The Major Questions Doctrine in the States
Despite heated debate over its provenance and wisdom, the controversial “major questions doctrine” is now part of the U.S. Supreme Court’s interpretive toolkit. In West Virginia v. Environmental Protection Agency, the Court limited the EPA’s authority to regulate carbon dioxide from power plants. And in Biden v. Nebraska, the Court limited the Department of Education’s authority to reduce federal student debt resulting from hardship caused by Covid-19. In both cases, the Court relied on the major questions doctrine to interpret agency authority narrowly.
Under the major questions doctrine, courts will permit agencies to exercise authority over matters of great economic and political significance only if there is clear congressional authorization for that authority. As used in West Virginia and Nebraska, the doctrine is best read as a clear statement rule: when it applies, agencies are presumed not to have power to regulate unless Congress has clearly stated its intention to vest agencies with the authority they claim. If other clear statement rules are any indication, then the major questions doctrine has the power to alter the federal regulatory landscape dramatically. Commentators have argued persuasively that the major questions doctrine could diminish the power of federal agencies and limit the reach of federal regulation across the administrative state.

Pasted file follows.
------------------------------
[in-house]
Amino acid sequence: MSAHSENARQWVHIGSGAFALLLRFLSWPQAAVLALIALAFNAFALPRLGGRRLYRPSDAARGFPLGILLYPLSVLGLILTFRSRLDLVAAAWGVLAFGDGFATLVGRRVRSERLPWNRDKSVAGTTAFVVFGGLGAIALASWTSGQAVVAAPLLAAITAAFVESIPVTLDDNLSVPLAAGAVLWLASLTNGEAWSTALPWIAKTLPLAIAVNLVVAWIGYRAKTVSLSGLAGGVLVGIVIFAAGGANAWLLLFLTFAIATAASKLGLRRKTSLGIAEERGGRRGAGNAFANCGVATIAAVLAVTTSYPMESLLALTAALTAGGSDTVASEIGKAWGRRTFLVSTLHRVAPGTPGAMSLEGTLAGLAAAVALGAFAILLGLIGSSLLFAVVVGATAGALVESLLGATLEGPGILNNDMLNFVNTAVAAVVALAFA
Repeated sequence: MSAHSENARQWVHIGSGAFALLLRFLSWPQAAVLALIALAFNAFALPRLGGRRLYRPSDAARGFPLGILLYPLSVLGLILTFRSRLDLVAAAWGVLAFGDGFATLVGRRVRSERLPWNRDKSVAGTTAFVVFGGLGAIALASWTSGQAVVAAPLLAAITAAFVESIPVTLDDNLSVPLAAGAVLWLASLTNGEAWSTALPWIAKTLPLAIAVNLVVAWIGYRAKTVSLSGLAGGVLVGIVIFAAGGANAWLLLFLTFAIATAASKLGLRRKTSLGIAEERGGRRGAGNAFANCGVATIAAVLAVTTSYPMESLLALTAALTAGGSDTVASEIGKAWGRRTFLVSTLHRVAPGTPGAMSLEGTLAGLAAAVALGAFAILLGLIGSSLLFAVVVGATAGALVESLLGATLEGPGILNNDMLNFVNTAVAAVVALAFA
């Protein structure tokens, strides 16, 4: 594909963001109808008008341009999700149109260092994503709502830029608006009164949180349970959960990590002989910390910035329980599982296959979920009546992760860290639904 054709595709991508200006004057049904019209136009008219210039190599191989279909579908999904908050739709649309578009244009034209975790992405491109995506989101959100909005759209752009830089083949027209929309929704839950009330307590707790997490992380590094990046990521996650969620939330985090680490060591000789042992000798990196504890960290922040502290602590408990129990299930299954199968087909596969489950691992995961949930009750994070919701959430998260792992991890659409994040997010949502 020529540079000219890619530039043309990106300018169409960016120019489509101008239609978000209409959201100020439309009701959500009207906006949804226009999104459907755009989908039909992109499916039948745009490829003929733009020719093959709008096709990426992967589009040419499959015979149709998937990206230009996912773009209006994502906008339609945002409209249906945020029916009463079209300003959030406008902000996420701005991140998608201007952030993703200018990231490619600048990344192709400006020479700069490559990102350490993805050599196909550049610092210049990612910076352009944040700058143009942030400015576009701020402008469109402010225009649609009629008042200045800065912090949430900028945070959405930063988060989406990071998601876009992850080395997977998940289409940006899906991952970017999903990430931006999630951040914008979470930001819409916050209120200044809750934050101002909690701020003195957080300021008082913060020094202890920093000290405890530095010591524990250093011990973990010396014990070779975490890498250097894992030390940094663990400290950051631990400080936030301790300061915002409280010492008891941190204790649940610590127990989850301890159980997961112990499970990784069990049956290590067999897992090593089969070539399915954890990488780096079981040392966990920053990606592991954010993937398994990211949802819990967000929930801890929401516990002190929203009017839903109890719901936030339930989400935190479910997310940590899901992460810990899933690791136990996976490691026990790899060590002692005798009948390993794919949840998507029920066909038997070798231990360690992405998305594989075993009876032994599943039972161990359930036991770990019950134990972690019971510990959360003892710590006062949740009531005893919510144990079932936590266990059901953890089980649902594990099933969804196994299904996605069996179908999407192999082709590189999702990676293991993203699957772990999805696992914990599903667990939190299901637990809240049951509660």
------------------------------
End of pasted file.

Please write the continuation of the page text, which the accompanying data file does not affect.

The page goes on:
But these dire predictions about the consequences of West Virginia and Nebraska consider only half the equation. Just as federal courts are starting to apply the major questions doctrine to federal regulations, state courts have begun to adopt the doctrine into state law, applying the deregulatory tool to state agencies and state regulations. Indeed, just one week after West Virginia, the Arizona Supreme Court became the first state high court to adopt the doctrine.
The migration of the major questions doctrine from the federal courts to state courts is arguably even more momentous than West Virginia and Nebraska. In the absence of federal authority, states normally retain the power to regulate for themselves. But if the major questions doctrine is adopted at the state level, it could be used to disable state regulation as well. The doctrine’s transfer to state courts, therefore, could create dangerous regulatory gaps in which neither federal nor state agencies can regulate effectively.
But state courts have a choice. They are not required to adopt the U.S. Supreme Court’s major questions doctrine. Accordingly, before reflexively adopting the major questions doctrine in imitation of the U.S. Supreme Court, state courts should consider whether the reasons given in support of the doctrine at the federal level apply to their states.
In a forthcoming article for the Washington University Law Review, entitled “The Major Questions Doctrine in the States,” I evaluate the arguments made in support of the federal major questions doctrine in light of state constitutional structures to determine whether these arguments have force in the context of state court statutory interpretation. I conclude that, because of the pervasive differences between state and federal constitutional structures, the reasons supporting the major questions doctrine at the federal level do not necessarily support the adoption of the doctrine at the state level. States should not, therefore, reflexively follow the lead of the U.S. Supreme Court (or of one another) when considering the suitability of the major questions doctrine under state law. Instead, a state considering the doctrine should evaluate the extent to which its institutional structures resemble the assumptions underlying the federal major questions doctrine. Only then should a state court decide whether the major questions doctrine makes sense for its state.